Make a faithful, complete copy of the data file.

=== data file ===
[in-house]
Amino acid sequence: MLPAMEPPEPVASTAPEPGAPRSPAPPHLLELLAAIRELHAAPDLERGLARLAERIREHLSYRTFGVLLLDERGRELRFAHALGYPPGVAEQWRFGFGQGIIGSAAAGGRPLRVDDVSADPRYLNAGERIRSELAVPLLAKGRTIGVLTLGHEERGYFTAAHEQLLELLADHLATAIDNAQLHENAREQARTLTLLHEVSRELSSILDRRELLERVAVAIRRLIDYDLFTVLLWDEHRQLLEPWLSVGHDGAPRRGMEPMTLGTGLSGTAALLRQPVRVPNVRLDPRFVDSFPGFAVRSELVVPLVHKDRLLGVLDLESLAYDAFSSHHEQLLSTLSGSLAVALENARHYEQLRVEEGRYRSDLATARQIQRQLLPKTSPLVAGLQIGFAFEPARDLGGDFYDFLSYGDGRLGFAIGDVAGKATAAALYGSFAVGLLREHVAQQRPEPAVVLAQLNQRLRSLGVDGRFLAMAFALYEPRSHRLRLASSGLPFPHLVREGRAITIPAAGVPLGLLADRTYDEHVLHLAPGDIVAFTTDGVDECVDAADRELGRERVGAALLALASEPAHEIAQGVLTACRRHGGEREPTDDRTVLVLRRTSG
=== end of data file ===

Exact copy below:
[in-house]
Amino acid sequence: MLPAMEPPEPVASTAPEPGAPRSPAPPHLLELLAAIRELHAAPDLERGLARLAERIREHLSYRTFGVLLLDERGRELRFAHALGYPPGVAEQWRFGFGQGIIGSAAAGGRPLRVDDVSADPRYLNAGERIRSELAVPLLAKGRTIGVLTLGHEERGYFTAAHEQLLELLADHLATAIDNAQLHENAREQARTLTLLHEVSRELSSILDRRELLERVAVAIRRLIDYDLFTVLLWDEHRQLLEPWLSVGHDGAPRRGMEPMTLGTGLSGTAALLRQPVRVPNVRLDPRFVDSFPGFAVRSELVVPLVHKDRLLGVLDLESLAYDAFSSHHEQLLSTLSGSLAVALENARHYEQLRVEEGRYRSDLATARQIQRQLLPKTSPLVAGLQIGFAFEPARDLGGDFYDFLSYGDGRLGFAIGDVAGKATAAALYGSFAVGLLREHVAQQRPEPAVVLAQLNQRLRSLGVDGRFLAMAFALYEPRSHRLRLASSGLPFPHLVREGRAITIPAAGVPLGLLADRTYDEHVLHLAPGDIVAFTTDGVDECVDAADRELGRERVGAALLALASEPAHEIAQGVLTACRRHGGEREPTDDRTVLVLRRTSG